“Put your seatbelt on”: how networks handle social media criticism

How do network publicists deal with negative social media, and particularly news media that turn them into stories?

That was amongst topics discussed at a session at last week’s Screen Forever conference in Melbourne.

Victoria Buchan, Head of Nine Communications told delegates, “All media organisations are cutting staff, but they are looking for stories on social media.

“I can have a situation where there can be -literally- 5 negative comments on something and News.com.au, SMH or a really big outlet will take that and turn it into a story.

“They will say ‘Social media is outraged!'” she explained. “And it’s 5 comments. You’re kidding me?

“But we will not comment on that. I just say ‘Get over it!’ it’s something where you have to suck it up and know there will be another 4 hours and the cycle will change.

“It’s a clickbait thing,” she continued. “I just say to my guys, ‘Put your seatbelt on.’ You have to stay strong and not comment. If you start commenting on every bit of dribble and horribleness you diminish your brand, you’ll demean yourself, you devalue your talent and damage people terribly.

“It’s so distressing.”

Steve Murphy, Head of Communications at FremantleMedia said, “On the flipside, there’s nothing worse than not being talked about. We’ve all worked on shows where there are crickets.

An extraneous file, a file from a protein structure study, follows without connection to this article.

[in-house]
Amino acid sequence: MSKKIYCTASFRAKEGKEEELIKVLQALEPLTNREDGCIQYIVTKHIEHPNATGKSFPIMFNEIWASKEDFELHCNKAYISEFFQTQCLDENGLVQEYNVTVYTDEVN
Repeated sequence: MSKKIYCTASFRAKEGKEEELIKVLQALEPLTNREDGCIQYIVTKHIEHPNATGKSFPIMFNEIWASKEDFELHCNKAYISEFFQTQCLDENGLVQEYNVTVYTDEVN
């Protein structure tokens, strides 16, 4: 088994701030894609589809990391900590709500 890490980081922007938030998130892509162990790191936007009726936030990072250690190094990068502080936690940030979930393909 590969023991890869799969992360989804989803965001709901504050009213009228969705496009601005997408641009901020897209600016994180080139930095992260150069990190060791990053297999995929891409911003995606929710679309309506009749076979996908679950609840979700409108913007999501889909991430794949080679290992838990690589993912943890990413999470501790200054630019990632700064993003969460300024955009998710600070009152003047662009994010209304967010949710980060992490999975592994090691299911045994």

“Suddenly if there is no talk, how do we get relevant with the audience?”

Buchan acknowledged while Family Food Fight had done moderate broadcast numbers the social media reaction has been positive.

“It’s been overwhelmingly positive and people are loving that show,” she said,” and we feel really encouraged by that.

“We were up against a show on Seven called The Wall and the social media on that was horrible. They got massive numbers for the first night and we got modest numbers but the social media was encouraging. So we sat tight. The people who are watching it are loving it.”

Buchan also explained that every project and situation requires an individual strategy based on experience. Gallipoli was given a cinema premiere for media to capitalise on its filmic look, which differs from other network launches.

“There are no rules. I didn’t handle what happened with 60 Minutes in Lebanon the same way I handled Lisa Wilkinson leaving the Today show or Amber and Julie wearing white jackets.”

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